Gigabit TCP Transfer

This is a discussion on Gigabit TCP Transfer within the C# Programming forums, part of the General Programming Boards category; Hello, I'm trying to achieve gigabit file transfer in c#. It is a speed test, so there is a packet ...

  1. #1
    Registered User Devils Child's Avatar
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    Gigabit TCP Transfer

    Hello,

    I'm trying to achieve gigabit file transfer in c#. It is a speed test, so there is a packet of bytes, which is send out until the speed test is done.

    Code:
    					while (!Stopped)
    					{
    						stream.Write(data, 0, 524288);
    						transferred += data.Length;
    						[...]
    					}
    The point is that I'm reaching like 500 MBit/s, not at all gigabit. Let alone the CPU usage is extremely high (about 70%)

    The question here is: How can I minimize the CPU usage and how can I achieve maximum data throughput?

  2. #2
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    Well you could add at the top of your while loop...

    Code:
    Thread.Sleep(25);
    That should take care of your CPU usage issue, however, it won't help in aspiring for higher throughput rates.

  3. #3
    Registered User Devils Child's Avatar
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    Well, it would lower the CPU usage, but make the test results useless.. any other suggestions?

  4. #4
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    You could reduce the size of the packets you are sending so that you're not forcing the CPU to fragment the data before it is sent. The maximum TCP payload size for a packet is a little over 1400 bytes, so I would just send packets of 1400 to be sure.

    Also, make sure you are including the TCP and Ethernet header data when you perform your calculations.

    EDIT: Keep in mind that when you use TCP, there is the additional overhead of acknowledgements and resent packets that would not be present in your calculations.
    Last edited by bithub; 08-22-2011 at 11:31 AM.
    bit∙hub [bit-huhb] n. A source and destination for information.

  5. #5
    Registered User Devils Child's Avatar
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    Uisng 1400 bytes, it is far slower (say 5 MB/s). With 512 KB packets the speed is about 60 MB/s.
    the more data I send, the faster it gets... Don't know why.

    This is the other side, reading the packets:
    Code:
    private void ClientThread(TcpClient client)
    		{
    			try
    			{
    				NetworkStream stream = client.GetStream();
    				BinaryReader bin = new BinaryReader(stream);
    				byte[] buffer = new byte[bin.ReadInt32()];                         // read the size of the packets
    				while (true)
    				{
    					stream.Read(buffer, 0, buffer.Length);
    				}
    			}
    			catch { }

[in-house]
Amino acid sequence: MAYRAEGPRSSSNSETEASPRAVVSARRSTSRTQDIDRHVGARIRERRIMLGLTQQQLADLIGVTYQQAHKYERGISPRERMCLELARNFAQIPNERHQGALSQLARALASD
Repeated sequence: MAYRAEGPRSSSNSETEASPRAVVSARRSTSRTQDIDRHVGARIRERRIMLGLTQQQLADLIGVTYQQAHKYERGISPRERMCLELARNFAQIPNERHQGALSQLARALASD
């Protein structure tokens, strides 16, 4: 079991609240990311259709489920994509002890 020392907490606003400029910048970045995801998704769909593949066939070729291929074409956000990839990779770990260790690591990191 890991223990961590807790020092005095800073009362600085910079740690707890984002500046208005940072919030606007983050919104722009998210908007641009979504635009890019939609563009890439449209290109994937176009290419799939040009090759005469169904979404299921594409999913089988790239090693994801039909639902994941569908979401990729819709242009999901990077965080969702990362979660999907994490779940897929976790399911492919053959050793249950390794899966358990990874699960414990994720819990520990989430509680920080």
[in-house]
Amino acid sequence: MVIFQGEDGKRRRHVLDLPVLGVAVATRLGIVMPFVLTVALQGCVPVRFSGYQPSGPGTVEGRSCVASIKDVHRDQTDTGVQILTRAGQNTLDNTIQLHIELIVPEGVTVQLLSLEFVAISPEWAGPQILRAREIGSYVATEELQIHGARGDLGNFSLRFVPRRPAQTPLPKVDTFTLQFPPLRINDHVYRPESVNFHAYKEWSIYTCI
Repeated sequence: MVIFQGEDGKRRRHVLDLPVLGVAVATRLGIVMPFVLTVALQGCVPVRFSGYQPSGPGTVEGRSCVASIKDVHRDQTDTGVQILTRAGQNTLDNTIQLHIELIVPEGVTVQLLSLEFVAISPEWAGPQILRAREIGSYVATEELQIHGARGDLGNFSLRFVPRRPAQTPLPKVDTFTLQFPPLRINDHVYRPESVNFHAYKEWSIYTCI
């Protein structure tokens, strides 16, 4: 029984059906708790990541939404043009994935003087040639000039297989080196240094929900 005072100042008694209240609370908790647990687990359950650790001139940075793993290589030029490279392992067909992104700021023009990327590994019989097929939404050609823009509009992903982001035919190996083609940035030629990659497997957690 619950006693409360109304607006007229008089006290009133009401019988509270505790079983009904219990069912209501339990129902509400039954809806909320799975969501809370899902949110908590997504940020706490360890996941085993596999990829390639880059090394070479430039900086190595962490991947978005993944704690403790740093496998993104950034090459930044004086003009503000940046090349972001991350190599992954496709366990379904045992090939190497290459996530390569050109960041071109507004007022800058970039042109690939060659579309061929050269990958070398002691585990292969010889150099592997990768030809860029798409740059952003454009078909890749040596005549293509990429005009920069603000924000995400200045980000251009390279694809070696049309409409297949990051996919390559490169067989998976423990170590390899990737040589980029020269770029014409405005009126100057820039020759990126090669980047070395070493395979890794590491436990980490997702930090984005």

}
    And yes, I know that TCP has an overhead of about 20%

  6. #6
    and the hat of wrongness Salem's Avatar
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    Is the machine you're dumping all this data on just as fast as this one? It's all very well having a super highway, but if it ends in a dirt track, you're stuck all the same.

    Bear in mind that TCP connections are reliable, so there is a certain amount of traffic to 'ack' the transmission, wait for packet retransmission, and buffering to limit the number of un-acked packets.

    You would get higher throughput with UDP.

    Further, the OS is unlikely to allow a single user land process to saturate the link, when it needs a certain amount of bandwidth for it's own use, and to satisfy Quality of service - Wikipedia, the free encyclopedia levels for other active links.

    Do you have a firewall that scans all outbound traffic?
    If you dance barefoot on the broken glass of undefined behaviour, you've got to expect the occasional cut.
    If at first you don't succeed, try writing your phone number on the exam paper.
    I support http://www.ukip.org/ as the first necessary step to a free Europe.

  7. #7
    Registered User Devils Child's Avatar
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    Both machines have about the same performance. The firewall doesn't seem to slow down anything (same speed when turned off).
    I will try it with UDP now.

  8. #8
    Registered User Devils Child's Avatar
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    UDP isn't much faster, because of the datagram size. When I'm sending 1400 bytes or 10 KB via UDP, the speed is between 5 MB/s and 30 MB/s. When using TCP and 1400 bytes it is also 5 MB/s. But using TCP and 512 KB speeds up to 60 MB/s. It seems more like there is a problem with the packet size or the way I'm sending.

    Here's the source: http://xload.dev-ch.de/f690bc45828e7...1.0.0b-src.zip
    If you could look into it, I would be happy
    Maybe you'll see the mistake I'm making right away.

  9. #9
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    Your best bet for responses is to actually post the relevant code here with code tags. If you aren't sure what parts of the code are in question, then either post the whole thing with tags or attach the actual files. Very few people are going to download a zip file from someone that do not know.
    Quote Originally Posted by anduril462 View Post